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Friday, June 8, 2012

Paratransit Riders Face Challenges on Long Island

by Sam Handler, Tri-State Transportation Campaign

Mobilizing the Region Blog

Notification of April bus bay changes in Hempstead; Nassau County's Able-Ride service has seen changes as well.
In recent weeks, paratransit riders on Long Island have reportedly encountered significant challenges, as one county transit operator has made substantial changes to its paratransit service while another seriously considered a fare hike.
According toNewsday,Veolia, which took over Nassau County’s bus operations on January 1, has not implemented formal cuts to the Able-Ride program, but a May 1 efficiency measure has taken a toll on the paratransit service. Since that date, the company has sought to combine Able-Ride customers’ trips when possible, and the impact has been significant: “[w]ith passengers now waiting for fellow riders to get picked up and dropped off, trips have become far less direct, and much longer,” reports Alfonso Castillo. Castillo’s article also points out that the Americans with Disabilities Act “calls for paratransit trips to take about the same amount of time as it would door-to-door for a fixed bus route customer.”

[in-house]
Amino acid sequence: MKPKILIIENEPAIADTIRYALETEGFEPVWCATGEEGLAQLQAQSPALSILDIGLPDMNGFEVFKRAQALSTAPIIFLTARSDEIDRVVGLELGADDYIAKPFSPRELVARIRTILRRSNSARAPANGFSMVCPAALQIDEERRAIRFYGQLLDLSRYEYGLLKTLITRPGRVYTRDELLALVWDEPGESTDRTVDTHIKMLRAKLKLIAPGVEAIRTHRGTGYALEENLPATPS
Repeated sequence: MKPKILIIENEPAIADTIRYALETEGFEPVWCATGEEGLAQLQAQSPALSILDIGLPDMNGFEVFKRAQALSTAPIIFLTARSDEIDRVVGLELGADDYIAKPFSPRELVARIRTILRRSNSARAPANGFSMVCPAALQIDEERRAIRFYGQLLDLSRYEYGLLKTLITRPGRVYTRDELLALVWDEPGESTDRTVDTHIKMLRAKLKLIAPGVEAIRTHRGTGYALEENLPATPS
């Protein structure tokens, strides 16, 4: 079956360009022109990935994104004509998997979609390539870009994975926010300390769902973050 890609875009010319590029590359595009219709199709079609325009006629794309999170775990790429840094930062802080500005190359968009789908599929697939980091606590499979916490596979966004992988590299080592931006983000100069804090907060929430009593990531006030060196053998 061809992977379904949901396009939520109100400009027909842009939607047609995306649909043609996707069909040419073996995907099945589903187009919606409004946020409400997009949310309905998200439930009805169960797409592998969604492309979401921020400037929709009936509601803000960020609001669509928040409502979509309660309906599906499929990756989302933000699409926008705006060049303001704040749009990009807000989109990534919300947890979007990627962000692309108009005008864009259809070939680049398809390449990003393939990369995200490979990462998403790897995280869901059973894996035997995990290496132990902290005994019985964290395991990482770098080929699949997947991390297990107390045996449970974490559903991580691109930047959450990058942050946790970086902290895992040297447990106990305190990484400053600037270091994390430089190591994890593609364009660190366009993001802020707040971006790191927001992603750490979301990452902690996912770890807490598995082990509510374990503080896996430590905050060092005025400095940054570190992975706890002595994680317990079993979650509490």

In late 2011, when Nassau signed a contract with Veolia to privatize the county’s bus system, a memorandum of understanding held that the new bus operator would maintain service levels to areas served by Able-Ride for at least three years. While Veolia is right to seek efficiencies, they should not be achieved at the expense of rider convenience or the agreement between Veolia and Nassau County from late last year.
After initial blowback from elected officials and paratransit advocates, Veolia has reportedly worked to improve the situation and has “pulled back” a bit from the changes. It is unclear how the company will adapt service provisions moving forward, however.
Meanwhile, in Suffolk, Suffolk County Accessible Transportation (SCAT) paratransit riders narrowly escaped a proposed $1 fare hike after the legislature tabled the measure yesterday. The fare hike was being considered as a way to mitigate the county’s $530 million deficit and the change would have amounted to an increase of over $500 per year for weekday round trip commuters. The fare increase would have hit riders particularly hard, since many SCAT customers live on limited, fixed incomes.

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